As these months has passed, I realized that labor has been a pretty central element of my hadracha (leadership) in the summers at Gilboa, and not having experience with chinuch (education) leaves me with a large gap that is hard to fill. I wanted to make the mitbach labor an integral part of machaneh and a space for movement hadracha. I think that still needs to happen, but since taking on a new messima, I think I’m starting to realize that maybe I made a wrong choice. This choice to take ownership over the mitbach might have been great for machaneh, but since I left I realized that it prevented me from building partnerships with others, especially at Gilboa, but also in HDNA in general. Those partnerships could have enabled me to have a more versatile hadracha and be a more capable madrich here, and that’s hard to face because it challenges who I am, the way I choose to live my life, and the person I want to be.
Messima has taught me many things about myself.The process of emigrating to a new country must teach everyone new things about themselves, but messima has definitely enhanced that experience. I can’t remember a time that I felt so demanded of, and while it feels shitty when I can’t reach expectation of others and myself, I know that I have strengths to contribute as well. I also realized that in lots of ways I really like being a madrich for chanichim and really want to guide a kvutza. I see the pressures they face in school and want to provide them with an alternative lifestyle that will empower them to dream and build things they never saw growing up, to build a brighter future and better Israel. I believe in dreams for myself and the future of the Jewish people, even though I don’t feel great about my ability to succeed right now. I’ve learned that messima is a really meaningful way for me to be a part of society and change it to something better. My experience at machaneh provided me with some tools, just not others that I feel like I desperately need right now.
I value how messima allows me to make choices that are linked to relationships with people, rather than earning a salary. I like that I don’t have to feel like I’m looking for a job to survive on. Since my basic need of having an income is taken care of I don’t need to worry about looking for work, so I can better determine what that will be. It’s a huge privilege to be able to do that, but it shouldn’t be. I really rely on my tzevet in ways I think that I wouldn’t with other coworkers because we have a shared reason that isn’t related to a salary at all. I am constantly challenged to rely on them, which is hard because I’m still getting to know them. I feel liberated and grounded when I do talk with them about deep life things, especially the struggles,. I’m able to be a better madrich in the snif and support for them and even other people.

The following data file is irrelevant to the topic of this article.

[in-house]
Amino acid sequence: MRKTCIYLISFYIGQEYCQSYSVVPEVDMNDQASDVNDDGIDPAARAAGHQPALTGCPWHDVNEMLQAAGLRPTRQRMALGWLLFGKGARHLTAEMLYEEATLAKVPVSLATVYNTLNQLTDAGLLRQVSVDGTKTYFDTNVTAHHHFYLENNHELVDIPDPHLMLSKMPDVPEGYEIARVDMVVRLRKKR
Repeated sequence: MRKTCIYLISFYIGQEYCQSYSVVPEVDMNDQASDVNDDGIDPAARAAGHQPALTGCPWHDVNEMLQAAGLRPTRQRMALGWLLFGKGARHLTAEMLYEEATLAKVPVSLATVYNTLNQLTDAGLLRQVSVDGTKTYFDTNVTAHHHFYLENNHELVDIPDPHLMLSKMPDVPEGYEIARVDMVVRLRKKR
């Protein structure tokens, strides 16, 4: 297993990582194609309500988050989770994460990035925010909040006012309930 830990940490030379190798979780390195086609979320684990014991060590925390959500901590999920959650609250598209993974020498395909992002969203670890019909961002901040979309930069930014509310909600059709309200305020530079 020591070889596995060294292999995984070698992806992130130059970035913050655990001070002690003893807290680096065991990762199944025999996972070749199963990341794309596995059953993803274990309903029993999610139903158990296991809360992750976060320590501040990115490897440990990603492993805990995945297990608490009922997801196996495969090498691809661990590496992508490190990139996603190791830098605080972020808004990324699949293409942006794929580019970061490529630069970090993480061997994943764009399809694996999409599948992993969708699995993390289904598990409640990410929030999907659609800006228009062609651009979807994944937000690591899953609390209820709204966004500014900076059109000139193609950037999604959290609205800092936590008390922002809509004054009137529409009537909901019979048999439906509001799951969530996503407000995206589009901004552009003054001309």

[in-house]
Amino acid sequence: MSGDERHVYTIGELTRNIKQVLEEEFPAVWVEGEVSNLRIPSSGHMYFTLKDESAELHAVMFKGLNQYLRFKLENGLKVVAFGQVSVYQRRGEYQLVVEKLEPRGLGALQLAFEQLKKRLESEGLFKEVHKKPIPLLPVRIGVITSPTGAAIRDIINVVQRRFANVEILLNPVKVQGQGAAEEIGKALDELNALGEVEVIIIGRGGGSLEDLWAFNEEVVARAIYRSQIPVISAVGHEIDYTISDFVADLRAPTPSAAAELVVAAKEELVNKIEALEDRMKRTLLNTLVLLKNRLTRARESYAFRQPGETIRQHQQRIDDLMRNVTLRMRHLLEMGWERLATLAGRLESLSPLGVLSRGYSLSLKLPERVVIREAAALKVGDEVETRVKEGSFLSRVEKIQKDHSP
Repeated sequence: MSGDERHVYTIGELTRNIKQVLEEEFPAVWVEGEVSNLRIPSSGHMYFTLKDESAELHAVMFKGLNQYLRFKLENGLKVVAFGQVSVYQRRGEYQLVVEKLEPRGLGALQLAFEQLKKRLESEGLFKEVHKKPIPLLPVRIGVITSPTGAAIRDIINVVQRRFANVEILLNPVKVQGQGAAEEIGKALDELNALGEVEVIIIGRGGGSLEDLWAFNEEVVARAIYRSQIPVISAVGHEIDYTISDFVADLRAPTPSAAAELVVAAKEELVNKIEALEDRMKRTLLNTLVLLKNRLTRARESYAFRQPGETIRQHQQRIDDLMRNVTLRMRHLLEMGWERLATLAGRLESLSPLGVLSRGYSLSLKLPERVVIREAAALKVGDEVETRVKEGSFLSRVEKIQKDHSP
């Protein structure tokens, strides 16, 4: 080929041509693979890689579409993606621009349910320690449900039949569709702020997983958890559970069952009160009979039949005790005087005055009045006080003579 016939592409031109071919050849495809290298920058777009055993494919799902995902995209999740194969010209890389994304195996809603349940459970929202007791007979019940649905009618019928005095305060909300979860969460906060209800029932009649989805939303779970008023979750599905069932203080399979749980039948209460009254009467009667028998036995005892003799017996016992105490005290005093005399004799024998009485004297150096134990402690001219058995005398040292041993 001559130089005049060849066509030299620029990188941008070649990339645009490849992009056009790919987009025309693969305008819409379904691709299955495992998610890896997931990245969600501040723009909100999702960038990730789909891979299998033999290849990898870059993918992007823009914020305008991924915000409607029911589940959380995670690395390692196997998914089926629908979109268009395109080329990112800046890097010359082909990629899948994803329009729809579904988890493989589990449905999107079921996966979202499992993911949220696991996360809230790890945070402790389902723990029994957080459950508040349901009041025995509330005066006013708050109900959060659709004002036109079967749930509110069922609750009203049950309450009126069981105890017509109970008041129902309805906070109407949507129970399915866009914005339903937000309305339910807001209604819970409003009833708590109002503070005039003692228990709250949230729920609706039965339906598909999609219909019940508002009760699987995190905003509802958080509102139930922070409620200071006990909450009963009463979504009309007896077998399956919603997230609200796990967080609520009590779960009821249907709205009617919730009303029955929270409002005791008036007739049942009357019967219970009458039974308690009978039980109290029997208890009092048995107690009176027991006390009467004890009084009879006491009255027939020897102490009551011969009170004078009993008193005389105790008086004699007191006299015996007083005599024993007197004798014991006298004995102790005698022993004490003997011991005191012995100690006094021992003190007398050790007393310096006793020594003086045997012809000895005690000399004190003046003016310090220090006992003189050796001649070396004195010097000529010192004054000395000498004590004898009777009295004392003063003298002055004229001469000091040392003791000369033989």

Messima pushes me to be creative without expecting immediately quantifiable results, which allows me to think through actions and take mistakes as things to learn from and not a waste of time. I love getting creative with erev tarbuiot (evening activities), talking with chanichim about their lives, and providing the chanichim a space to be themselves. When something doesn’t go the way I had planned I get really bummed, and that’s happened quite a lot these past few months. It’s hard when what I’m doing something doesn’t work like I expect, there’s definitely no shortcut. That’s because chanichim are complicated, people are complicated but that’s what makes it worth getting to know them. It’s hard because of the language, but it’s also really awesome because messima guides me to choose meaningful encounters with other people.
It’s been really hard, and there were times I didn’t want to do messima and doubted myself. There are times I definitely still doubt myself, but that doesn’t mean I should give up.. The most meaningful thing I’ve learned is that the more I build relationships with others, the less alone I’ll feel in life and in work. It’s empowering that my actions will build relationships in work that have so much meaning, while scary at the same time because sometimes I’m slow at building relationships. The most comforting thing is that people in the movement here are all moving towards changing the work / life relationship, and so I’m not alone from the beginning.